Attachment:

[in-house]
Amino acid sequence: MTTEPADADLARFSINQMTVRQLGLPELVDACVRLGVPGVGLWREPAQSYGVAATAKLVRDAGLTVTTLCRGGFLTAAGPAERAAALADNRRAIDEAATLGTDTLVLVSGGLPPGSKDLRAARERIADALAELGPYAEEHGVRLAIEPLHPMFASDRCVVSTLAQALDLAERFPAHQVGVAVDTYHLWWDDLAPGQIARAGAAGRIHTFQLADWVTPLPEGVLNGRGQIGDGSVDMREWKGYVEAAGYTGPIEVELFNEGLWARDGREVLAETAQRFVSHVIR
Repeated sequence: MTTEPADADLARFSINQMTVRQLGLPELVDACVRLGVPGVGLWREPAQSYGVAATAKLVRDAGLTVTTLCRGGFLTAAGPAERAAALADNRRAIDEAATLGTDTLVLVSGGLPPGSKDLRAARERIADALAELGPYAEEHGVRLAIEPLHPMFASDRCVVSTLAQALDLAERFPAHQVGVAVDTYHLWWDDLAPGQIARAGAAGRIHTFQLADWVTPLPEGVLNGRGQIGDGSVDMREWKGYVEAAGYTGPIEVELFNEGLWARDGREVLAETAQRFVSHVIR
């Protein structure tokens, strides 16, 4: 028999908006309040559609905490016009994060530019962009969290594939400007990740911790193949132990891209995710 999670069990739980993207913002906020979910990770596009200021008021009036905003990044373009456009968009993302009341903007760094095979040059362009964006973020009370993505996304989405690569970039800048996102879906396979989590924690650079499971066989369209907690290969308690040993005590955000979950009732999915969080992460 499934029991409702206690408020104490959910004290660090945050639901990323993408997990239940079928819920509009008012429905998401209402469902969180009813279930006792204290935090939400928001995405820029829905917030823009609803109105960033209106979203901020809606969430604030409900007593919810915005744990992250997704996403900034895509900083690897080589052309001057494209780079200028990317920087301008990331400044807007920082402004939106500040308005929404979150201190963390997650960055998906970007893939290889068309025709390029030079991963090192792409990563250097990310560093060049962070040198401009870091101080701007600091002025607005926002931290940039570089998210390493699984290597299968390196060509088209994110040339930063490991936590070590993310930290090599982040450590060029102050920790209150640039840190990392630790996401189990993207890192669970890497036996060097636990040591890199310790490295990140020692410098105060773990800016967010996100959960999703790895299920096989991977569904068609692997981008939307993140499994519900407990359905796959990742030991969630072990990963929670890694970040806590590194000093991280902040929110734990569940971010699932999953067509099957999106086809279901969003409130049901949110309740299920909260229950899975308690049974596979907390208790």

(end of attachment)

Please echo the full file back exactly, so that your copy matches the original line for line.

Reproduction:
[in-house]
Amino acid sequence: MTTEPADADLARFSINQMTVRQLGLPELVDACVRLGVPGVGLWREPAQSYGVAATAKLVRDAGLTVTTLCRGGFLTAAGPAERAAALADNRRAIDEAATLGTDTLVLVSGGLPPGSKDLRAARERIADALAELGPYAEEHGVRLAIEPLHPMFASDRCVVSTLAQALDLAERFPAHQVGVAVDTYHLWWDDLAPGQIARAGAAGRIHTFQLADWVTPLPEGVLNGRGQIGDGSVDMREWKGYVEAAGYTGPIEVELFNEGLWARDGREVLAETAQRFVSHVIR
Repeated sequence: MTTEPADADLARFSINQMTVRQLGLPELVDACVRLGVPGVGLWREPAQSYGVAATAKLVRDAGLTVTTLCRGGFLTAAGPAERAAALADNRRAIDEAATLGTDTLVLVSGGLPPGSKDLRAARERIADALAELGPYAEEHGVRLAIEPLHPMFASDRCVVSTLAQALDLAERFPAHQVGVAVDTYHLWWDDLAPGQIARAGAAGRIHTFQLADWVTPLPEGVLNGRGQIGDGSVDMREWKGYVEAAGYTGPIEVELFNEGLWARDGREVLAETAQRFVSHVIR
């Protein structure tokens, strides 16, 4: 028999908006309040559609905490016009994060530019962009969290594939400007990740911790193949132990891209995710 999670069990739980993207913002906020979910990770596009200021008021009036905003990044373009456009968009993302009341903007760094095979040059362009964006973020009370993505996304989405690569970039800048996102879906396979989590924690650079499971066989369209907690290969308690040993005590955000979950009732999915969080992460 499934029991409702206690408020104490959910004290660090945050639901990323993408997990239940079928819920509009008012429905998401209402469902969180009813279930006792204290935090939400928001995405820029829905917030823009609803109105960033209106979203901020809606969430604030409900007593919810915005744990992250997704996403900034895509900083690897080589052309001057494209780079200028990317920087301008990331400044807007920082402004939106500040308005929404979150201190963390997650960055998906970007893939290889068309025709390029030079991963090192792409990563250097990310560093060049962070040198401009870091101080701007600091002025607005926002931290940039570089998210390493699984290597299968390196060509088209994110040339930063490991936590070590993310930290090599982040450590060029102050920790209150640039840190990392630790996401189990993207890192669970890497036996060097636990040591890199310790490295990140020692410098105060773990800016967010996100959960999703790895299920096989991977569904068609692997981008939307993140499994519900407990359905796959990742030991969630072990990963929670890694970040806590590194000093991280902040929110734990569940971010699932999953067509099957999106086809279901969003409130049901949110309740299920909260229950899975308690049974596979907390208790």